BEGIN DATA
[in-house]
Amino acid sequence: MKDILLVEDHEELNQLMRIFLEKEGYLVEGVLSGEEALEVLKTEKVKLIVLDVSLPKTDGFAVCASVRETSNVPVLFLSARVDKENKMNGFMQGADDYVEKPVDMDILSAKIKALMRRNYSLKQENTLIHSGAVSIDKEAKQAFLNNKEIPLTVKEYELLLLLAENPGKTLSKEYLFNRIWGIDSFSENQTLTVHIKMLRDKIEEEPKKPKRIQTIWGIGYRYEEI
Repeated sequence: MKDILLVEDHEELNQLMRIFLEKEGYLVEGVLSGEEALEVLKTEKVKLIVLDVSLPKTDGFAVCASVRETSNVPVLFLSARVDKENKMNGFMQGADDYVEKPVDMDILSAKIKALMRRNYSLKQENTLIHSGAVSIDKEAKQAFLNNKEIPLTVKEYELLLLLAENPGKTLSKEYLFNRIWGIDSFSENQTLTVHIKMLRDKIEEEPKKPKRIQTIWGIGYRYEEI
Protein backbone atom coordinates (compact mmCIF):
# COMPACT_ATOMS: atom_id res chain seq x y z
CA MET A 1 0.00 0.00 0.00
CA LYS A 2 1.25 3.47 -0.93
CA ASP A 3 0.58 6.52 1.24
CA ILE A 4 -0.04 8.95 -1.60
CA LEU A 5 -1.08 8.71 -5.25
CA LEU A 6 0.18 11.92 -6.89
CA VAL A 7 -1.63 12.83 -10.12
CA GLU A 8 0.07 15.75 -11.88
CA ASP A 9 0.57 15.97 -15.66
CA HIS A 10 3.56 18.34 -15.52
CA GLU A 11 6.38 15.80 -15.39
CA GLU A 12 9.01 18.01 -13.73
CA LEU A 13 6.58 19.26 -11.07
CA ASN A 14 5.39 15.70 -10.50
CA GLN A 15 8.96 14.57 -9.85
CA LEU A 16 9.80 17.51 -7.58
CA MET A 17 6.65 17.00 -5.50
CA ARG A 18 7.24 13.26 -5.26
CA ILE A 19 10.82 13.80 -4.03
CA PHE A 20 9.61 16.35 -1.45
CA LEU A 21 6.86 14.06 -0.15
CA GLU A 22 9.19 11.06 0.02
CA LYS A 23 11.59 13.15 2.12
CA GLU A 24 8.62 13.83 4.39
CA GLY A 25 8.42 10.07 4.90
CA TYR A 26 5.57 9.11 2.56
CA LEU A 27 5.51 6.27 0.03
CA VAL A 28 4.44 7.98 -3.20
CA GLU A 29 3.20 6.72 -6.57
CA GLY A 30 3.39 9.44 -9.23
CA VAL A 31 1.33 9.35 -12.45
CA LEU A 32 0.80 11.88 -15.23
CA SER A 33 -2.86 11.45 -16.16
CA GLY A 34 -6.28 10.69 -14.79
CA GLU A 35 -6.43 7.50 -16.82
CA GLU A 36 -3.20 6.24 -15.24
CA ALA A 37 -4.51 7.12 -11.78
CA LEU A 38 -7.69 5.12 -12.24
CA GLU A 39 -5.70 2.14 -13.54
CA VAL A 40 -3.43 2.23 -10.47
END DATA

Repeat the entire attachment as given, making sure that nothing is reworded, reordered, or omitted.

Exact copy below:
[in-house]
Amino acid sequence: MKDILLVEDHEELNQLMRIFLEKEGYLVEGVLSGEEALEVLKTEKVKLIVLDVSLPKTDGFAVCASVRETSNVPVLFLSARVDKENKMNGFMQGADDYVEKPVDMDILSAKIKALMRRNYSLKQENTLIHSGAVSIDKEAKQAFLNNKEIPLTVKEYELLLLLAENPGKTLSKEYLFNRIWGIDSFSENQTLTVHIKMLRDKIEEEPKKPKRIQTIWGIGYRYEEI
Repeated sequence: MKDILLVEDHEELNQLMRIFLEKEGYLVEGVLSGEEALEVLKTEKVKLIVLDVSLPKTDGFAVCASVRETSNVPVLFLSARVDKENKMNGFMQGADDYVEKPVDMDILSAKIKALMRRNYSLKQENTLIHSGAVSIDKEAKQAFLNNKEIPLTVKEYELLLLLAENPGKTLSKEYLFNRIWGIDSFSENQTLTVHIKMLRDKIEEEPKKPKRIQTIWGIGYRYEEI
Protein backbone atom coordinates (compact mmCIF):
# COMPACT_ATOMS: atom_id res chain seq x y z
CA MET A 1 0.00 0.00 0.00
CA LYS A 2 1.25 3.47 -0.93
CA ASP A 3 0.58 6.52 1.24
CA ILE A 4 -0.04 8.95 -1.60
CA LEU A 5 -1.08 8.71 -5.25
CA LEU A 6 0.18 11.92 -6.89
CA VAL A 7 -1.63 12.83 -10.12
CA GLU A 8 0.07 15.75 -11.88
CA ASP A 9 0.57 15.97 -15.66
CA HIS A 10 3.56 18.34 -15.52
CA GLU A 11 6.38 15.80 -15.39
CA GLU A 12 9.01 18.01 -13.73
CA LEU A 13 6.58 19.26 -11.07
CA ASN A 14 5.39 15.70 -10.50
CA GLN A 15 8.96 14.57 -9.85
CA LEU A 16 9.80 17.51 -7.58
CA MET A 17 6.65 17.00 -5.50
CA ARG A 18 7.24 13.26 -5.26
CA ILE A 19 10.82 13.80 -4.03
CA PHE A 20 9.61 16.35 -1.45
CA LEU A 21 6.86 14.06 -0.15
CA GLU A 22 9.19 11.06 0.02
CA LYS A 23 11.59 13.15 2.12
CA GLU A 24 8.62 13.83 4.39
CA GLY A 25 8.42 10.07 4.90
CA TYR A 26 5.57 9.11 2.56
CA LEU A 27 5.51 6.27 0.03
CA VAL A 28 4.44 7.98 -3.20
CA GLU A 29 3.20 6.72 -6.57
CA GLY A 30 3.39 9.44 -9.23
CA VAL A 31 1.33 9.35 -12.45
CA LEU A 32 0.80 11.88 -15.23
CA SER A 33 -2.86 11.45 -16.16
CA GLY A 34 -6.28 10.69 -14.79
CA GLU A 35 -6.43 7.50 -16.82
CA GLU A 36 -3.20 6.24 -15.24
CA ALA A 37 -4.51 7.12 -11.78
CA LEU A 38 -7.69 5.12 -12.24
CA GLU A 39 -5.70 2.14 -13.54
CA VAL A 40 -3.43 2.23 -10.47